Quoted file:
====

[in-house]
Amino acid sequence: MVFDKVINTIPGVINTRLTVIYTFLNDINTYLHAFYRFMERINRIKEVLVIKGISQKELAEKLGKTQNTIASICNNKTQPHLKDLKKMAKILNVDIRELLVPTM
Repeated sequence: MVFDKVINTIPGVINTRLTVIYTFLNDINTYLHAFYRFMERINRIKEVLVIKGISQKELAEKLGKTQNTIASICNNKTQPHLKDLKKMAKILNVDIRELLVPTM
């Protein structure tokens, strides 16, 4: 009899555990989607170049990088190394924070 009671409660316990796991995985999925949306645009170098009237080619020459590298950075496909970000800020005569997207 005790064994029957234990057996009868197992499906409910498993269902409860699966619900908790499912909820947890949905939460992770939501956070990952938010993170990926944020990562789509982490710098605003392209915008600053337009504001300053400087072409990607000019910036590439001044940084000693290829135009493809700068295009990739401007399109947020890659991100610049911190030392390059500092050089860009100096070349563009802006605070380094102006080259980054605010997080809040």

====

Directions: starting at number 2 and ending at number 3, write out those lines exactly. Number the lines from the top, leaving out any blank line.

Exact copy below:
Amino acid sequence: MVFDKVINTIPGVINTRLTVIYTFLNDINTYLHAFYRFMERINRIKEVLVIKGISQKELAEKLGKTQNTIASICNNKTQPHLKDLKKMAKILNVDIRELLVPTM
Repeated sequence: MVFDKVINTIPGVINTRLTVIYTFLNDINTYLHAFYRFMERINRIKEVLVIKGISQKELAEKLGKTQNTIASICNNKTQPHLKDLKKMAKILNVDIRELLVPTM